That version is almost certainly untrue, Carpenter argues. Both Lawrence and Garner at first pleaded not guilty. Lawrence told his longtime partner, who was out of town, that they’d been arrested “for being gay.” After the decision, once he was allowed to talk by his lawyers, he insisted that he’d never done more with Garner than playfully flirt. The arresting officers’ reports differed dramatically: One said the two were engaged in anal sex and continued until he pried them apart, while the other said it was oral. Furthermore, Carpenter speculates, it’s rather implausible that the two decided to have a quickie while a drunken Eubanks went out to buy a soda.

What is far more likely, Carpenter posits, is that the arresting officers fabricated the charges because they were incensed that drunk queers, one of them black, were mouthing off to them. Joseph Quinn, the lead officer present, was known as a “zero tolerance” cop. He once arrested two mothers for waiting for their kids in a no-parking zone outside a school, and boasted that he had been the target of more civilian complaints than any other cop in the Houston suburbs.

That, writes Carpenter, illustrates just how bad the law was. Its corrupt and capricious enforcement forced gay citizens to live “in a parallel world where principles of honesty and impartiality in law enforcement thought to apply to everyone did not in fact apply to them.”

On the other hand, the arrest provided a perfect test case to challenge Bowers v. Hardwick. Gay-rights activists such as the Lambda Legal Defense Fund had wanted to overturn it, but could not file a legal challenge without a plaintiff who’d actually been charged. The few arrests usually came in public or semi-public places, such as that of a Kansas man convicted in 1995 of “soliciting sodomy” for saying yes to an undercover cop who propositioned him in a Topeka park.

An improbable series of events connected the arrested men with the gay-rights movement. The arrest papers piqued the attention of a closeted file clerk in the county courts, who mentioned them to his boyfriend, a closeted police sergeant—who was Quinn’s boss. When they went out for a drink that week, they talked about it with the bartender, a gay activist who then contacted Lawrence and Garner and put them in touch with lawyers.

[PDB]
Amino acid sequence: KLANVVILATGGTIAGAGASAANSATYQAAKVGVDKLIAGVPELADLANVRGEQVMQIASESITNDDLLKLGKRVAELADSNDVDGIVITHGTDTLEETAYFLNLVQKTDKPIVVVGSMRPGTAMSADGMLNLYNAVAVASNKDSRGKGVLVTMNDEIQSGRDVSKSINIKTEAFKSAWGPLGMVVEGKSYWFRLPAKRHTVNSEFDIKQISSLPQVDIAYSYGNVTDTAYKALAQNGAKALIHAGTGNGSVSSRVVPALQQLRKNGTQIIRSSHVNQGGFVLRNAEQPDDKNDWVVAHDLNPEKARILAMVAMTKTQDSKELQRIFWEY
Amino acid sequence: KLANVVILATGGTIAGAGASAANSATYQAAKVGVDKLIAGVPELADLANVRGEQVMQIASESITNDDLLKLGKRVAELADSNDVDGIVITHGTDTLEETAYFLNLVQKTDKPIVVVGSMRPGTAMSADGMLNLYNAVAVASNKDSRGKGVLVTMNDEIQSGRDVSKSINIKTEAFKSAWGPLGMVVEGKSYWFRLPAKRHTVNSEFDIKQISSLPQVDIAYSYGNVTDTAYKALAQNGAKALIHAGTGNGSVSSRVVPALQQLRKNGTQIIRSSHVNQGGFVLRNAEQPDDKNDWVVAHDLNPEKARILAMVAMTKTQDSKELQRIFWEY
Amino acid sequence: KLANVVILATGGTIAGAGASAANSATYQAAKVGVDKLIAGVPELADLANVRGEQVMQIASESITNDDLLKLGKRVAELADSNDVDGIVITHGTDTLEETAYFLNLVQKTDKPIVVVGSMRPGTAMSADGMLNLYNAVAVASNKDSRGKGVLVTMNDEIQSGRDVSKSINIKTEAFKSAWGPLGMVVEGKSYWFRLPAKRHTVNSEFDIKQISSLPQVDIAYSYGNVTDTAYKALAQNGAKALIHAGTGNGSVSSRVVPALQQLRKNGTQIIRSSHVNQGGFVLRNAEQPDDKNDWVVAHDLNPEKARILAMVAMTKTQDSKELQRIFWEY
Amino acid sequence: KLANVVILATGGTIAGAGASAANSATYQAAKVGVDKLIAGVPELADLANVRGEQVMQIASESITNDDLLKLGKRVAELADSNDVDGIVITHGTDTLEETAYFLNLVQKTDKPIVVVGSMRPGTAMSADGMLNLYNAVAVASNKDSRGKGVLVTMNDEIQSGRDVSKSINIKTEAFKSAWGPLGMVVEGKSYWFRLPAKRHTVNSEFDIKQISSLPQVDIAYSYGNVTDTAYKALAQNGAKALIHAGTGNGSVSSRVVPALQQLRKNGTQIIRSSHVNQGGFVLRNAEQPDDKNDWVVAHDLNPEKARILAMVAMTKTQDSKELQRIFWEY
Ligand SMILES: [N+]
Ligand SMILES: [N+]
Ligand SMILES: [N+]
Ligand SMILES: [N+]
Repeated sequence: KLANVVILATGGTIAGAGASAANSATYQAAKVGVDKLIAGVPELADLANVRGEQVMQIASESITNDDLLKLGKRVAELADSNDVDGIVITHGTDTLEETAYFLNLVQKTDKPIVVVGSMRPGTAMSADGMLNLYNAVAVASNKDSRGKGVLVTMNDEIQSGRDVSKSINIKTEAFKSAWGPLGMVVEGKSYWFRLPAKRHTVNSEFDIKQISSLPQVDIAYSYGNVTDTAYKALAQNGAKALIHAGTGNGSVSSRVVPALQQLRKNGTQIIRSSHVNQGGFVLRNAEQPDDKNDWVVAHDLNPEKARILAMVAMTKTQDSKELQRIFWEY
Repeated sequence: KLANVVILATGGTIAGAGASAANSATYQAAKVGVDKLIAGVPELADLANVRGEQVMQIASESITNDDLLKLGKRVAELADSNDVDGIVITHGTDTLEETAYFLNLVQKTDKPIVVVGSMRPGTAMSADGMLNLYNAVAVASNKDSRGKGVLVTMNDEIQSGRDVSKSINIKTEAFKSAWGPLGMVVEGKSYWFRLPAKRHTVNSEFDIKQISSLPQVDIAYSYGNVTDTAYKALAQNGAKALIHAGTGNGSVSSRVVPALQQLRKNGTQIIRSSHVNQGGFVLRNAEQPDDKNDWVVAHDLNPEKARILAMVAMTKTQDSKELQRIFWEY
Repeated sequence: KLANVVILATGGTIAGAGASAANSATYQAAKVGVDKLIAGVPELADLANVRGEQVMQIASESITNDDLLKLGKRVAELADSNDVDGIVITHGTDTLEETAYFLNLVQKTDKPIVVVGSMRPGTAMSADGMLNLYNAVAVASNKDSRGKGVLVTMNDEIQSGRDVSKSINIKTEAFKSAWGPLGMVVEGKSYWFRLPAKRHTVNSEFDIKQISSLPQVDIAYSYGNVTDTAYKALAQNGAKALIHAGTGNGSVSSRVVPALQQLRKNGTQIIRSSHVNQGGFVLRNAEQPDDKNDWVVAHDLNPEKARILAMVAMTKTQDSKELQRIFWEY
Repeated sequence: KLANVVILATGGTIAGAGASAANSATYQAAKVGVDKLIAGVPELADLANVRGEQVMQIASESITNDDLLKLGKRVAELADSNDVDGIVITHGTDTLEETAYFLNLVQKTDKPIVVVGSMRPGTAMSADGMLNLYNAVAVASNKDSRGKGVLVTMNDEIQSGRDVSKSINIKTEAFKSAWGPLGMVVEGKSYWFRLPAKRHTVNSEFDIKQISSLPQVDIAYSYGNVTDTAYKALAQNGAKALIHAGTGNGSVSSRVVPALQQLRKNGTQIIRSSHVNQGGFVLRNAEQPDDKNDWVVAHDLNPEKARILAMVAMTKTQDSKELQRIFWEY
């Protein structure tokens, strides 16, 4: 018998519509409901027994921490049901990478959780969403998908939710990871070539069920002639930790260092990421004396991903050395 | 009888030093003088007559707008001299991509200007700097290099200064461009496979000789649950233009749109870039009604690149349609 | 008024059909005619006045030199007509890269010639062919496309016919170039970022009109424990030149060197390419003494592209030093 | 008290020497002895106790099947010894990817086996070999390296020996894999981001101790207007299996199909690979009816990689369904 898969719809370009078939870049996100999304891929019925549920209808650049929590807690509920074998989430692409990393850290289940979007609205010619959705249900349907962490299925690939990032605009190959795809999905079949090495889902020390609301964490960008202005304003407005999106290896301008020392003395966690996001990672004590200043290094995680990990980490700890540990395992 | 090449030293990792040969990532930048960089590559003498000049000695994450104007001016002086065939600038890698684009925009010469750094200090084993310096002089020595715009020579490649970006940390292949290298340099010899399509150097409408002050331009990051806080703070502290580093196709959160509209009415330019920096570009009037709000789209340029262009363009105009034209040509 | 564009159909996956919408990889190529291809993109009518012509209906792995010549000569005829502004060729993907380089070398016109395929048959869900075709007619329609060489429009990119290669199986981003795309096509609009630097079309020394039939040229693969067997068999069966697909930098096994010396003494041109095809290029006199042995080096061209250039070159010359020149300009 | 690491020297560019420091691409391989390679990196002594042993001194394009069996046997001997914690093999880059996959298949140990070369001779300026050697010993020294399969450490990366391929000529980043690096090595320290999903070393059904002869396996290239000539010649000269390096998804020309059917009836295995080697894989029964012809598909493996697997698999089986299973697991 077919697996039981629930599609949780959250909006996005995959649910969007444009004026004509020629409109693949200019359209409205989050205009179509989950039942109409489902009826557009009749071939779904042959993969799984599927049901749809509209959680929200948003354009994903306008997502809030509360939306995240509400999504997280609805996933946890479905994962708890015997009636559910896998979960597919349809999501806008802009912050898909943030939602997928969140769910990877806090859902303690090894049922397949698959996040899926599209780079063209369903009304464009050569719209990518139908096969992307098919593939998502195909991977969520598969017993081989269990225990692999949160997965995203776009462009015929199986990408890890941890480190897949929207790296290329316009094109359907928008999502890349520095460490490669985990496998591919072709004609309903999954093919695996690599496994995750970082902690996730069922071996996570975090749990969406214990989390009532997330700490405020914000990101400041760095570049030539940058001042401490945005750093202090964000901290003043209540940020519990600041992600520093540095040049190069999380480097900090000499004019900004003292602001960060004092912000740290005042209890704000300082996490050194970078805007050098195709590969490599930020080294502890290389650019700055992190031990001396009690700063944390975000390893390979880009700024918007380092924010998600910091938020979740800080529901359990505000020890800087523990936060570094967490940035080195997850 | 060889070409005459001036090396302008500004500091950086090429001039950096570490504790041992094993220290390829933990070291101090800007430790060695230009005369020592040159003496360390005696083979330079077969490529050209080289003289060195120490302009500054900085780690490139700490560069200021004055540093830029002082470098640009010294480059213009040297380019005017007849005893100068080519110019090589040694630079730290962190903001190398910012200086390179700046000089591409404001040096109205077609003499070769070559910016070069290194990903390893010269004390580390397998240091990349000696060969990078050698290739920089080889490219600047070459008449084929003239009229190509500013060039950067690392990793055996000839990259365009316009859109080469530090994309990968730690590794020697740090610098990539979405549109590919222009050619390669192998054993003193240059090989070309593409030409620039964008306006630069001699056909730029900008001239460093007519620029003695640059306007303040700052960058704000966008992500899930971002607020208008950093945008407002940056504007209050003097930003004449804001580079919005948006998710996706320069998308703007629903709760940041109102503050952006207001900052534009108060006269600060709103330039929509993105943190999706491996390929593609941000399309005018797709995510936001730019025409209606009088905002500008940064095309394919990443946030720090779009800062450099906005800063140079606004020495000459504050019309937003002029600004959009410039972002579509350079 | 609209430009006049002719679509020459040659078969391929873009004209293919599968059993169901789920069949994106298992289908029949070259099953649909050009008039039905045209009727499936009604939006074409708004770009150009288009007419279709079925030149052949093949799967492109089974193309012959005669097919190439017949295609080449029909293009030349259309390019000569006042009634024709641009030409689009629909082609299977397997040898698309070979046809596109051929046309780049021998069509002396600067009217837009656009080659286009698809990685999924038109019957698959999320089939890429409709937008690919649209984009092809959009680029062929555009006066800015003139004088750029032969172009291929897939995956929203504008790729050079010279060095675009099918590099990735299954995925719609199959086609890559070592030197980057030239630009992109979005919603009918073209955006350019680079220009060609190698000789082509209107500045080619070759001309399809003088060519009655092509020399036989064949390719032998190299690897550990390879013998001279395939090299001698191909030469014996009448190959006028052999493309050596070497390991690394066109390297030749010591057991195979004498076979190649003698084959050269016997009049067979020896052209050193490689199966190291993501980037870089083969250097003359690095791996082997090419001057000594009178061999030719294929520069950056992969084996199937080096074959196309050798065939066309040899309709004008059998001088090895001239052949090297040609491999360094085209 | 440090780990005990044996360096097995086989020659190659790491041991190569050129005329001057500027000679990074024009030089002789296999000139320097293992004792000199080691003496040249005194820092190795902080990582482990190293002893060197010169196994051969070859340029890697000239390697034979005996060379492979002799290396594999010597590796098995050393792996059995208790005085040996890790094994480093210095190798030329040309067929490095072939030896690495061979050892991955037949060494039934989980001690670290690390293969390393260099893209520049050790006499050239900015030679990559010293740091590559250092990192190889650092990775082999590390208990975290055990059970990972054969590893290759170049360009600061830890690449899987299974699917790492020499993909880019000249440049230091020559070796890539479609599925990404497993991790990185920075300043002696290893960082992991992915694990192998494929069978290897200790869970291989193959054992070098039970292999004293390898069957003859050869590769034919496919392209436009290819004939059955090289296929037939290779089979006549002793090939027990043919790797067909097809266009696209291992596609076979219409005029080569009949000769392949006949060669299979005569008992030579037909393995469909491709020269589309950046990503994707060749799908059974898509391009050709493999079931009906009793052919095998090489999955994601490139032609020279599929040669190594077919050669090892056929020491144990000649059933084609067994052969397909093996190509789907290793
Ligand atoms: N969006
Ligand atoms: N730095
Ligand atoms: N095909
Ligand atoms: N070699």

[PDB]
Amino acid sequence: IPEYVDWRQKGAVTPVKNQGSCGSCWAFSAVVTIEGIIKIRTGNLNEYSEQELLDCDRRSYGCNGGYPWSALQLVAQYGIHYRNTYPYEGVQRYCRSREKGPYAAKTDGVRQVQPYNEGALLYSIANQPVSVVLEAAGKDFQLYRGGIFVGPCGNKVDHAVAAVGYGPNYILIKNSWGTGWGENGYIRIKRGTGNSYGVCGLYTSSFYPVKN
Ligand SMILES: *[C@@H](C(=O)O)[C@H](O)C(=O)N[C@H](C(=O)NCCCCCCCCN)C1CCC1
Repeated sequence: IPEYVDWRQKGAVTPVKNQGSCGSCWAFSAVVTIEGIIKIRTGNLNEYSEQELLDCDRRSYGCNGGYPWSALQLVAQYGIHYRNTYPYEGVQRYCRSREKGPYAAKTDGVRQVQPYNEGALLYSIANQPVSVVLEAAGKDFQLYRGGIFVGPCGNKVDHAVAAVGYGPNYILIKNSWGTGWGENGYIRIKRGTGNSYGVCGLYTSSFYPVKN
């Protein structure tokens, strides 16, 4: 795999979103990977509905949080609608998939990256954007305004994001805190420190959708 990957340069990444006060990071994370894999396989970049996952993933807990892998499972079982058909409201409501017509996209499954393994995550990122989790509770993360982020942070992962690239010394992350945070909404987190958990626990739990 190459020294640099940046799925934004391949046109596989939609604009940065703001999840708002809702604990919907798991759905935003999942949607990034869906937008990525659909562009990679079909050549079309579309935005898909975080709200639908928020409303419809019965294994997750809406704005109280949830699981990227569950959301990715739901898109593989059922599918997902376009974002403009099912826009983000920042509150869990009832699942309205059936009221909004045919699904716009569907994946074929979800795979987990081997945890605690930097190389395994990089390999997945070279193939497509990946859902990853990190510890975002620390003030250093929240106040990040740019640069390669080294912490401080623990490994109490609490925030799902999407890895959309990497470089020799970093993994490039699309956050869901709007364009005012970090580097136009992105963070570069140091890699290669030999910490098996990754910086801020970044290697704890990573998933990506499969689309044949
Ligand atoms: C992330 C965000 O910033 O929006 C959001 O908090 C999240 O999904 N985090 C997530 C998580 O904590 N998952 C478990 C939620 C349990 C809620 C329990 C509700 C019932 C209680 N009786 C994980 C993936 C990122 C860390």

The lawyers thus had to do a dance of pressure and evasion to move the case through the courts. Challenging the accusations would have “won the case but lost the cause,” so they had Lawrence and Garner plead no contest. They had to keep prosecutors from dropping the charges as picayune; at one point, they asked the judge to impose a higher fine so they would have the right to appeal.

Two factors helped. One was that the attorneys who handled most of the state’s side were a closeted lesbian and a moderate Republican, for whom prosecuting and defending the sodomy law was an unpleasant job obligation, not a crusade. The other was the Christian right’s domination of the Texas Republican Party. Texas judges are elected, and when a three-judge appeals panel held the law unconstitutional in 2000, the GOP exploded. “Homosexual behavior is contrary to the fundamental, unchanging truths that have been ordained by God,” its 2000 platform raged. Higher state courts upheld the law without hearing any arguments.

The Lambda lawyers decided to focus on two main arguments. First, that because the law applied only to same-sex acts, it violated the 14th Amendment’s equal-protection principle. Second, that because enforcing it required a gross invasion of privacy, the Court should reverse its decision in Bowers v. Hardwick.

Paul Murphy, the appeals-court judge who’d cast the deciding vote to overturn the law, had a different point of view. He told Carpenter that all anyone needed to know was that the state law that forbade “homosexual conduct” had legalized sex with animals.

Defending the law fell on the shoulders of Harris County district attorney Charles Rosenthal, whom Carpenter depicts as woefully unprepared. On the other hand, he had weak material to work with. He had to convince the Supreme Court that the law had a rational basis strong enough to justify violating privacy, and thus had to come up with more logical arguments than “butt-fucking is icky” and “God said it, I believe it, that settles it.” He also had to prove that it did not discriminate against gays and lesbians, even though it applied only to same-sex conduct.